WORTHINGTON, Minn. (KELO) — Worthington, Minnesota was host to the third of four public meetings regarding the Sanford Health-Fairview Health merger that was announced in November.  Wednesday night, people filled up the cafeteria at Worthington High School to speak on the topic. 

These community listening sessions are put on by the Minnesota Attorney General’s office as a way for the public to offer their input on the merger. 

Bill Gassen, president and CEO of Sanford Health, and James Hereford, president and CEO of Fairview health, were both in attendance.

“It’s important that we understand, what are the questions they have?  Do they have concerns? And then that allows us to be able to address those questions and address those concerns,” Gassen said. 

“We’re listening. It’s important that we do these things. Many of the things, the issues that are being raised are really non-issues, whether it’s gender affirming care, reproductive rights, whether it’s respect for collective bargaining agreements. Those are all things that Bill and I absolutely can guarantee,” Hereford said.  

They say care for patients and caregivers will remain a priority. 

If everything moves forward as planned, Gassen says the target date to finalize the merger is March 31.  

“And again, for us, the sooner we can do that, the sooner we can start to realize the benefits for all of our patients,” Gassen said.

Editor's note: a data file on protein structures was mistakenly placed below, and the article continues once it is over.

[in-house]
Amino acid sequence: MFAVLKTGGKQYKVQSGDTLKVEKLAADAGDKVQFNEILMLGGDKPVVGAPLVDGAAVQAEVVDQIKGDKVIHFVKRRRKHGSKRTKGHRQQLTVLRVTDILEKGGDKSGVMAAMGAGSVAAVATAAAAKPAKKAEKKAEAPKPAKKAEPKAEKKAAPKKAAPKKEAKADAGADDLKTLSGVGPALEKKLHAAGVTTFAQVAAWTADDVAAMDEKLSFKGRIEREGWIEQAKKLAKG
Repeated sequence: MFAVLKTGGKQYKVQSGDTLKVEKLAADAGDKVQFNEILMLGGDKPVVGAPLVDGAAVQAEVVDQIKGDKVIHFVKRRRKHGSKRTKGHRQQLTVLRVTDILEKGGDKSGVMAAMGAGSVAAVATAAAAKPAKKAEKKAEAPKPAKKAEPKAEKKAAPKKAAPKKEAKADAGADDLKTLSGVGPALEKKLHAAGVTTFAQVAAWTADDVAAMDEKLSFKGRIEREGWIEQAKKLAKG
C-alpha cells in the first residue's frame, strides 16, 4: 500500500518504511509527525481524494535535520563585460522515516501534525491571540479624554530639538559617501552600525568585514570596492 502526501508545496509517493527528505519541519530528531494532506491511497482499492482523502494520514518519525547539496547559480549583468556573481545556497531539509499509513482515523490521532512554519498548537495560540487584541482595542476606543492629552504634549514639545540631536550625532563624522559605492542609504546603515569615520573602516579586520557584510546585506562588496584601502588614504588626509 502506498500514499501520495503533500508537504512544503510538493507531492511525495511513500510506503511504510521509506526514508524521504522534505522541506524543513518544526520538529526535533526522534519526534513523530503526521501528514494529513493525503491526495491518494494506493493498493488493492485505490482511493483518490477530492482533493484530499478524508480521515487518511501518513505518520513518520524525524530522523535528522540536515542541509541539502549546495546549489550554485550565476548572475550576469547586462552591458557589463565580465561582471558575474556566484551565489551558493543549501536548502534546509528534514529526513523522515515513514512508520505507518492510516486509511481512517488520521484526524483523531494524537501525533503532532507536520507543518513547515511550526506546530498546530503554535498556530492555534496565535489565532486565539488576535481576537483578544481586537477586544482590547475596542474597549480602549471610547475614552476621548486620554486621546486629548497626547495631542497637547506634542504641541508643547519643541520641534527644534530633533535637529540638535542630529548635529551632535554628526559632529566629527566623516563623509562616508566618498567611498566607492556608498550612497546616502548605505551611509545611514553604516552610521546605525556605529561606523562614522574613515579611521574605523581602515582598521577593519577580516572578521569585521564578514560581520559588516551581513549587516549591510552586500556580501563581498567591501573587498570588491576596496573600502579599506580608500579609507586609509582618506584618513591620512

The Minnesota Nurses Association announced opposition to the proposal. Paul Schwarz, who works for the Minnesota AFL-CIO, an organization that supports unions, spoke against the plan Wednesday night. 

“It’s not good for our union workers. It is also not good for consumers in southwestern Minnesota to only have basically one choice. And it’s putting way too much market power in the hands of just one entity,” Schwarz said.  

David Harmpost, who is a patient of Sanford Health and lives in Worthington, supports the merger. 

“The care is very good here, but maybe it would enhance more, you know, better things to come, more physicians and more specialists and that sort of thing,” Harmpost said.  

Another concern is what it means for “M Health Fairview” in Minneapolis, which is operated through a partnership between Fairview Health and the University of Minnesota that lasts through at least 2026.

Hereford says they plan to honor that contract and that there is plenty of time to figure out what the future looks like between the two entities if the merger goes through.  

The final community listening session will be in Grand Rapids, Minnesota on January 31.